I need to know how long a 40 gallon electric hot water heater will keep its water hot without power. Assume the environmental ambient temps are around 70 degF and no water is being used.
If I heated the water to 190 DegF, how hot would it be after 24 hours?
Or if you have any information that would help also. Like your heater is set at 130 and you lost power and it kept the water hot until the next day? Or something?
You're going to have to find out what the R value of the tank's insulation is. That will determine the rate of heat loss from the tank to the ambient environment.
Illegitimi Non Carborundum
Hmmm. I could give you some good information from personal experience but where is the fun in that?
Besides the R value, You will probably find that total surface area compared to the total volume of the container will make a difference. Whether the wind is blowing is likely to be important. Also whether the heater sits in the sun or the shade will make a difference.
Let us know what you come up with.
"All my life, I always wanted to be somebody. Now I see that I should have been more specific." ~Jane Wagner
This will give you part of the answer:
1 watt-hr= 3.4 Btu
One BTU is the amount of energy needed to heat one pound of water one degree Fahrenheit
water 8.33 pounds/gallon
Thanks for that link, John. Bookmarked.
Illegitimi Non Carborundum
If you have a new water heater, the manufacture should have the energy cost to operate the water heater. Think energy balance, goes in equals goes out.
The math and formula for figuring out heat loss is pretty basic. It's also pretty irrelevant to my question unless you can verify all the characteristics of any given heater unit that I may use.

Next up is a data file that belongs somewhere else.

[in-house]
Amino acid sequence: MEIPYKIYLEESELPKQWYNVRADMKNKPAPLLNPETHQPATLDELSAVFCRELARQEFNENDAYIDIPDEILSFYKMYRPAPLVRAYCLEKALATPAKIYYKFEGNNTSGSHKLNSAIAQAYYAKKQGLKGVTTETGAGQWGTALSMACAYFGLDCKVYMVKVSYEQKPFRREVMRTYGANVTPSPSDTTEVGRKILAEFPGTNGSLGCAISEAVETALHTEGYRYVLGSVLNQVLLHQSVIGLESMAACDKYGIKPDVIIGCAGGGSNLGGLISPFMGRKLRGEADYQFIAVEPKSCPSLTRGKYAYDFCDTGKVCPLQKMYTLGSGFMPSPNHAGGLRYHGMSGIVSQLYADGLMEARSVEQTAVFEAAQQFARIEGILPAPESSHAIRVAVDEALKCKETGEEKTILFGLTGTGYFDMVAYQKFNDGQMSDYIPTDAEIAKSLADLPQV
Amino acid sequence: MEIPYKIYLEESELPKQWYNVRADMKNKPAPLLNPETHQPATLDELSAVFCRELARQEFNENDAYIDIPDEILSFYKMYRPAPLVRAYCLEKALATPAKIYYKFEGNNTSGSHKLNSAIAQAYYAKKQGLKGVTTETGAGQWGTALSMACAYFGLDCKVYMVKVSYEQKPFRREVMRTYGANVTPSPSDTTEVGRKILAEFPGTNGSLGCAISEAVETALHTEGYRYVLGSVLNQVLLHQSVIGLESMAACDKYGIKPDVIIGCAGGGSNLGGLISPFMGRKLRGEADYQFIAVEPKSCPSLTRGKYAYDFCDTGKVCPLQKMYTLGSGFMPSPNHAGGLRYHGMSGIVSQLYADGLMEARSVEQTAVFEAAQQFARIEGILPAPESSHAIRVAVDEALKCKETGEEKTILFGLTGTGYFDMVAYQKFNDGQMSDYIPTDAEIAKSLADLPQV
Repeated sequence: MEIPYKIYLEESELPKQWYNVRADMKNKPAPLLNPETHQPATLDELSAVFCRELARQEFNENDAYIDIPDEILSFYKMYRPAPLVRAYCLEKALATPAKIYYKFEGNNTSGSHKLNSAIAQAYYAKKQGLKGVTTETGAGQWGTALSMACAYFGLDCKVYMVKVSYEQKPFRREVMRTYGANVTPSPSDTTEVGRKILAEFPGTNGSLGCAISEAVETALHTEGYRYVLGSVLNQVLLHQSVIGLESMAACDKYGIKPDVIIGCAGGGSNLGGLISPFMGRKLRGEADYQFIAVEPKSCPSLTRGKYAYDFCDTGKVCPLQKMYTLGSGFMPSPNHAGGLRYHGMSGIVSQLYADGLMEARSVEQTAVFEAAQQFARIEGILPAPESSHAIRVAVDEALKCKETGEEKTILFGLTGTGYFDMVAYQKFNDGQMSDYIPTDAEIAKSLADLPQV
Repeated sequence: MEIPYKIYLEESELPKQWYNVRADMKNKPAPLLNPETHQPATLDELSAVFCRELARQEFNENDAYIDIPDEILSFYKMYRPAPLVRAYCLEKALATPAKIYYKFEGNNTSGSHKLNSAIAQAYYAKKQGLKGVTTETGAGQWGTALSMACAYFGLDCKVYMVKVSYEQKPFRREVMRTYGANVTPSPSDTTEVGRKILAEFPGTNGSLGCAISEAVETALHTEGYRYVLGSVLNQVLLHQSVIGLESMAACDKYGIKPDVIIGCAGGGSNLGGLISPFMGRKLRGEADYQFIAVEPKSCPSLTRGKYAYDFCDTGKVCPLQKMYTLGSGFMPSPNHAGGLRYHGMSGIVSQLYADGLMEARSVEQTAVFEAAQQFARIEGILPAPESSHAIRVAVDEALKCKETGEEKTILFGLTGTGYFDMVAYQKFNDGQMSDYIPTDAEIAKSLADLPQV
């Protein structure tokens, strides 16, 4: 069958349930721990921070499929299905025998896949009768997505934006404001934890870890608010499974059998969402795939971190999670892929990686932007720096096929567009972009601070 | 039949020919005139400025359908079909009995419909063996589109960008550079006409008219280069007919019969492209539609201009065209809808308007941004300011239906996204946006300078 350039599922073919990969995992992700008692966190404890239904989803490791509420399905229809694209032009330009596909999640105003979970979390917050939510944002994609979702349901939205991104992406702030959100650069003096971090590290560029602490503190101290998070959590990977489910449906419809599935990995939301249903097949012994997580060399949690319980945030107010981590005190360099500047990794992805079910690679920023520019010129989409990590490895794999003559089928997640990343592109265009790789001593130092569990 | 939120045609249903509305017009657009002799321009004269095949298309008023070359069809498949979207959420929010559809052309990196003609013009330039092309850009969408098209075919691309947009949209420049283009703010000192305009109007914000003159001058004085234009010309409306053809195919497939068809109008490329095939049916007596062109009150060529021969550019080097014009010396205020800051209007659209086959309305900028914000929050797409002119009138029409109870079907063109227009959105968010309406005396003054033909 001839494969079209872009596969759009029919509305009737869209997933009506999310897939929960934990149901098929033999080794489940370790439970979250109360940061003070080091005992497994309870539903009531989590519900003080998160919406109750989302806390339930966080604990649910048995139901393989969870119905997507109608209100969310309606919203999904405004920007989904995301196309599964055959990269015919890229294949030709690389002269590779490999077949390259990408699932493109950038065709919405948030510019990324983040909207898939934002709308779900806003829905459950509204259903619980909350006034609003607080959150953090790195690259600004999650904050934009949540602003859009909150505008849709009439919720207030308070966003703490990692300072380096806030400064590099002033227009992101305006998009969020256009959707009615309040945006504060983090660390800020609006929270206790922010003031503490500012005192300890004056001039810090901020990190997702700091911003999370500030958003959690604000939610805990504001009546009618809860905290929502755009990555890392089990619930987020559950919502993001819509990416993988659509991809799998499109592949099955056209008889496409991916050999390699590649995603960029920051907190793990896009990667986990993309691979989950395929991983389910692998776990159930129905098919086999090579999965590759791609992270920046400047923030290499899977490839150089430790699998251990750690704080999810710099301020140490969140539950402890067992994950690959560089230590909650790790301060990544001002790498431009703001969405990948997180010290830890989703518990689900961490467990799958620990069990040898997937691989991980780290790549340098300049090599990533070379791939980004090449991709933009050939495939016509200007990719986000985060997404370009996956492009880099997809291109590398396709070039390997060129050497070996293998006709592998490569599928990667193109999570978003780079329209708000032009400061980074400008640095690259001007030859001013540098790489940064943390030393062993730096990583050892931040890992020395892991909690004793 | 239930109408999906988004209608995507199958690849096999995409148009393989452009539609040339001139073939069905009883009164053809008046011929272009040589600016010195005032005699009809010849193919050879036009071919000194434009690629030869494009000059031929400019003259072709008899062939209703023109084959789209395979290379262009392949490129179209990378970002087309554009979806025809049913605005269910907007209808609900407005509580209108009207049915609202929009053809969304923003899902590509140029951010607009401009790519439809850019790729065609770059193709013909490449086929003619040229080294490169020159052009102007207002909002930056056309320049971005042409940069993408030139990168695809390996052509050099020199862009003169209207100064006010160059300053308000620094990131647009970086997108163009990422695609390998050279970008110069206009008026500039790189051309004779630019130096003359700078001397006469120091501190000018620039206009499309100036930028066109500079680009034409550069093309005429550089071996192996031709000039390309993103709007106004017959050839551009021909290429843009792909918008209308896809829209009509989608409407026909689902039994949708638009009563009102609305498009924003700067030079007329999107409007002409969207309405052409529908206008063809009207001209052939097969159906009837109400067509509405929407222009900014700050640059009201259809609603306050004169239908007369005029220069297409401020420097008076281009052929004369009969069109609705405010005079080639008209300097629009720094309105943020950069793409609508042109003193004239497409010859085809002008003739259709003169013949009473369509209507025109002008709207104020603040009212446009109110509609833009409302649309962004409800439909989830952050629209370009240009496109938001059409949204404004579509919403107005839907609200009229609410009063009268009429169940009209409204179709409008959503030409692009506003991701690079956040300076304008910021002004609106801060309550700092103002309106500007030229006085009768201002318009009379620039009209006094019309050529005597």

How many 40 gallon water heaters out there will really hold 40 gallons of liquid?
So, I'm looking for real world information. I was hoping there might be a comparable chart or some other consumer rating or something for them or maybe someone has direct experience.
Do you have a "40" gal DHW?
Note the temperature at a convenient location like the DHW outlet.
Note the time, turn it off.
Note the temperature and time about an hour later.
Repeat until you have enough points on a temperature vs time graph to estimate when it will cool to 'room' temperature.
It shouldn't take much more than 4 1-hr data points to get a reasonable estimate.
No I don't have a 40 gallon hot water heater to test. What is "DHW"??
DHW = Domestic hot water
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When I was doing some initial testing on a 40 gallon water heater once I noticed the following:
1) Heated 37 gallons of water up to 150 deg. F
- (I've also never seen a 40 gal water heater that'll actually hold 40 gallons).
2) Ambient room temperature was about 70-75 Deg. F
3) I killed the heat & let it set
4) 3 days later when I went to empty the water heater, the water temperature was still at 90 deg. F.
Not too exact, but I've noticed that if the room temperature is about 70-80 deg. F, they can hold heat for a couple of days.
Thanks for the approximations. I can work with that.
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